Advertisement

Child and Adolescent Social Work Journal

, Volume 36, Issue 2, pp 107–110 | Cite as

A Response to Controversies in Attachment Disorders

  • Maxine L. WeinmanEmail author
Article

Abstract

This paper reviews Dr. Jean Mercer’s 2017 manuscript on Conventional and Unconventional Perspectives on attachment disorders. I will discuss assessment and summary of attachment disorders and the evaluation of attachment therapies in social work education and practice. I will conclude with the role of attachment theory in social work education and practice and the evaluation of evidence-based research theory and practice in attachment disorders.

Keywords

Attachment theory Attachment disorders Conventional treatment Unconventional treatment 

References

  1. American Psychiatric Association. (2013). Diagnostic and statistical manual of mental disorders (5th edn.). Washington, DC: Author.CrossRefGoogle Scholar
  2. Becker-Weidman, A., & Hughes, D. (2008). Dyadic developmental psychotherapy: An evidence-based treatment for children with complex trauma and disorders of attachment. Child and Family Social Work, 13, 329–337.  https://doi.org/10.1111/j.1365-2206.2008.00557.x.CrossRefGoogle Scholar
  3. Becker-Weidman, A., & Hughes, D. (2010). Dyadic developmental psychotherapy: An effective and evidence-based treatment—Comments in response to Mercer and Pignotti. Child and Family Social Work, 15, 6–11.  https://doi.org/10.1111/j.1365-2206.2009.00679.x.CrossRefGoogle Scholar
  4. Lyons-Ruth, K. (2015). Commentary: Should we move away from an attachment framework for understanding disinhibited social engagement disorder (DSED)? A commentary on Zeanah and Gleason (2015). Journal of Child Psychology and Psychiatry, 56(3), 223–227.CrossRefGoogle Scholar
  5. Mercer, J. (2015). Revisiting an article about dyadic developmental psychotherapy: The life cycle of a Woozle. Child & Adolescent Social Work, 32, 397–404.  https://doi.org/10.1007/s10560-015-0399-z.CrossRefGoogle Scholar
  6. Mercer, J. (2017). Conventional and unconventional perspectives on attachment and attachment problems: Comparisons and implications, 2006–2016. Child & Adolescent Social Work.  https://doi.org/10.1007/s10560-017-0511-7.Google Scholar
  7. Shea, S. E. (2015). Finding parallels: The experiences of clinical social workers providing attachment-based treatment to children in foster care. Clinical Social Work Journal, 43, 62–76.  https://doi.org/10.1007/s10615-014-0488-z.CrossRefGoogle Scholar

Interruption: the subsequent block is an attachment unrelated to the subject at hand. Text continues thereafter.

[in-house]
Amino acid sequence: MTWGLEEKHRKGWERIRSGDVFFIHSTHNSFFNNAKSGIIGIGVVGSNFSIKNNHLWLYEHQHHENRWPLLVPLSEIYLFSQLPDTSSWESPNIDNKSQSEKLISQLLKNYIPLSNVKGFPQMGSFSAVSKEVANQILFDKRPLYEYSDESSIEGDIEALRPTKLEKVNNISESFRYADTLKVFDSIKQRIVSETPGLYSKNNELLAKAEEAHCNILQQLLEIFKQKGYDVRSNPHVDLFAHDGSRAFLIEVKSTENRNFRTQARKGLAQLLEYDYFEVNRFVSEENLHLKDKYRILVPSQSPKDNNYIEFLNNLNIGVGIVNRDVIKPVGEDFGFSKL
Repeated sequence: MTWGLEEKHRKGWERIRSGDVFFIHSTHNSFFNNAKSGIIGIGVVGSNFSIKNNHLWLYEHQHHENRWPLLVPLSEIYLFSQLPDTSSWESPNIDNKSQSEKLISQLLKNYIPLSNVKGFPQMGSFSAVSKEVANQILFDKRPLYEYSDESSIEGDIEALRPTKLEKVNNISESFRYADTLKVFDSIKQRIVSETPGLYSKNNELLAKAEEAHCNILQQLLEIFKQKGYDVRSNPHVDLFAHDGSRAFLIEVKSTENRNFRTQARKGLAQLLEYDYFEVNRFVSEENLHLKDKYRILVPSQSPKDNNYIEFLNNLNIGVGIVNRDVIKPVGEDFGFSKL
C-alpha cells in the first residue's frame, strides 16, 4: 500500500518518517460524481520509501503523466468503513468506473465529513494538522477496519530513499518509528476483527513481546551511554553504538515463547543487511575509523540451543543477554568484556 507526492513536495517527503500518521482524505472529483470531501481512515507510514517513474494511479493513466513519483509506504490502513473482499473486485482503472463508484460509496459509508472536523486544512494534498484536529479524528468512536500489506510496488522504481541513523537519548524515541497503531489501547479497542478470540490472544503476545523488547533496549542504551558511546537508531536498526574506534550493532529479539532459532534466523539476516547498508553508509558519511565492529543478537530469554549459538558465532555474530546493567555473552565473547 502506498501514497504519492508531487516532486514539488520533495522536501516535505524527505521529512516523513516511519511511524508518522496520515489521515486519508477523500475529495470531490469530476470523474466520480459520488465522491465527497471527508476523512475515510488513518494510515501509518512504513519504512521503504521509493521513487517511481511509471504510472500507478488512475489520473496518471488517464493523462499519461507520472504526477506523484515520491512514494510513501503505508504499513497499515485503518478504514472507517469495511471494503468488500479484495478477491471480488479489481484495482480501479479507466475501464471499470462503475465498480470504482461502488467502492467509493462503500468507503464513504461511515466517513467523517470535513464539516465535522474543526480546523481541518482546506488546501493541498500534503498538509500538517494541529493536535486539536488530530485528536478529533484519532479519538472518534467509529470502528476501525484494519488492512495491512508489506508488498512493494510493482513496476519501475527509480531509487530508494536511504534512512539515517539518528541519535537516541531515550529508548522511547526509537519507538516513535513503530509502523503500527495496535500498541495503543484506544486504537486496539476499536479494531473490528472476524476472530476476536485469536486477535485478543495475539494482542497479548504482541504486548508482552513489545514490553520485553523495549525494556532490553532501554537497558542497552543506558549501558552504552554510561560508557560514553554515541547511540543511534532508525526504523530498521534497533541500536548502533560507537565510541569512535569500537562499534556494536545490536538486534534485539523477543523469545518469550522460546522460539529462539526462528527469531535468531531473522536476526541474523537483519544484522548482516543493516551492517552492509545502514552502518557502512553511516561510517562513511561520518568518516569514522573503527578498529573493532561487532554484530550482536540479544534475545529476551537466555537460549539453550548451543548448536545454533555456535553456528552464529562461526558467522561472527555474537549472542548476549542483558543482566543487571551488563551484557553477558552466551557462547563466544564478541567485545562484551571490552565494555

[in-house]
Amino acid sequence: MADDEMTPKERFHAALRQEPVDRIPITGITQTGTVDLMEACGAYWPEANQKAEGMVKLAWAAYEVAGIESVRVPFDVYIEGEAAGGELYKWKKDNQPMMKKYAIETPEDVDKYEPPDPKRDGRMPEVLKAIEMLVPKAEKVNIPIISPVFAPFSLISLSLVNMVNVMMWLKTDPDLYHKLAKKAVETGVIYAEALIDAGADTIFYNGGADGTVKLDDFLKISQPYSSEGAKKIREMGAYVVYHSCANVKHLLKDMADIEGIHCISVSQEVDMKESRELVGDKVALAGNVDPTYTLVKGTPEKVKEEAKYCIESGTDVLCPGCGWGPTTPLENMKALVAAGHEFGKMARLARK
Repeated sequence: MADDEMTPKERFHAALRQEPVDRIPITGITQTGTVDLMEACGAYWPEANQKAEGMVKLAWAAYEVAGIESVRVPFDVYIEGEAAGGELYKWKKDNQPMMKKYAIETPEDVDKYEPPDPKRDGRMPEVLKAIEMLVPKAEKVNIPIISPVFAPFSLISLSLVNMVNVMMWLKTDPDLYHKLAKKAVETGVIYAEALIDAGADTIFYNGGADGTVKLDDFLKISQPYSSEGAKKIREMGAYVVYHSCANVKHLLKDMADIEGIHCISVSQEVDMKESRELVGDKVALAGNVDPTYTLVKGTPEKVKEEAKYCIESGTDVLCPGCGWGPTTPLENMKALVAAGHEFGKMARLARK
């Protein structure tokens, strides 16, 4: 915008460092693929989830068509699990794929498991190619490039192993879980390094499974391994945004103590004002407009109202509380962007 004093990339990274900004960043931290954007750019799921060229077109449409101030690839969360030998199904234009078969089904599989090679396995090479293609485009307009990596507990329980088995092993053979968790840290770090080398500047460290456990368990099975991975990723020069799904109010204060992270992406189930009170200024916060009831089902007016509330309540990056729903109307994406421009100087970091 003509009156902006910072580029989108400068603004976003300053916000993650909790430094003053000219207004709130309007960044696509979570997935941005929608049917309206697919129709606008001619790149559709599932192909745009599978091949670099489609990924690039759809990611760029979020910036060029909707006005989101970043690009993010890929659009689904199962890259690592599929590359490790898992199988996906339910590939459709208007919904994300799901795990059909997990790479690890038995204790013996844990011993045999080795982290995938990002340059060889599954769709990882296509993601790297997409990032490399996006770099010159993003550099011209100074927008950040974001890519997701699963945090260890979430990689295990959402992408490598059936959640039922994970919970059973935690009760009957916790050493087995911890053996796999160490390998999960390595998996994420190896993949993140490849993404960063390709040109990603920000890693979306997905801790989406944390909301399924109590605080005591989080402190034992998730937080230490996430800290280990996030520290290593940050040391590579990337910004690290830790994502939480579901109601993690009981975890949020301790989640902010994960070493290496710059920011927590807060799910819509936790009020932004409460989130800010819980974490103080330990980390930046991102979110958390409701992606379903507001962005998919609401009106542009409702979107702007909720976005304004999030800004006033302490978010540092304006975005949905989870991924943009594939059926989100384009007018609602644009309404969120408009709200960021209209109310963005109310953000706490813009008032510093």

8. Stryker, R. (2013). Violent children and structural violence: Re-signaling ‘RAD Kids’ to inform the social work professions. Children and Youth Services Review, 35, 1182–1188.CrossRefGoogle Scholar
  9. Vasquez, M., & Stensland, M. (2016). Adopted children with reactive attachment disorder: A qualitative study on family processes. Clinical Social Work Journal, 44, 319–332.  https://doi.org/10.1007/s10615-0560-3.CrossRefGoogle Scholar
  10. Wimmer, J. S., Vonk, M. E., & Bordnick, P. (2009). A preliminary investigation of the effectiveness of attachment therapy for adopted children with reactive attachment disorder. Child & Adolescent Social Work Journal, 26, 351–360.  https://doi.org/10.1007/s10560-009-0179-8.CrossRefGoogle Scholar
  11. Wimmer, J. S., Vonk, M. E., & Reeves, P. M. (2010). Adoptive mothers’ perceptions of reactive attachment disorder therapy and its impact on family functioning. Clinical Social Work Journal, 38, 120–131.  https://doi.org/10.1007/s10615-009-0245-x.CrossRefGoogle Scholar
  12. Zeanah, C. H., & Smyke, A. (2008). Attachment disorders in family and social context. Infant Mental Health Journal, 29(3), 219–233.CrossRefGoogle Scholar
  13. Zilberstein, K. (2014). The use and limitations of attachment theory in child psychotherapy. Psychotherapy, 51, 93–103.CrossRefGoogle Scholar
  14. Zilberstein, K., & Messer, E. A. (2010). Building a secure base: Treatment of a child with disorganized attachment. Clinical Social Work Journal, 38, 85–97.  https://doi.org/10.1007/s10615-007-0097-1.CrossRefGoogle Scholar

Copyright information

© Springer Science+Business Media, LLC, part of Springer Nature 2018

Authors and Affiliations

  1. 1.Graduate College of Social WorkUniversity of HoustonHoustonUSA
  2. 2.Department of Obstetrics and GynecologyBaylor College of MedicineHoustonUSA

Personalised recommendations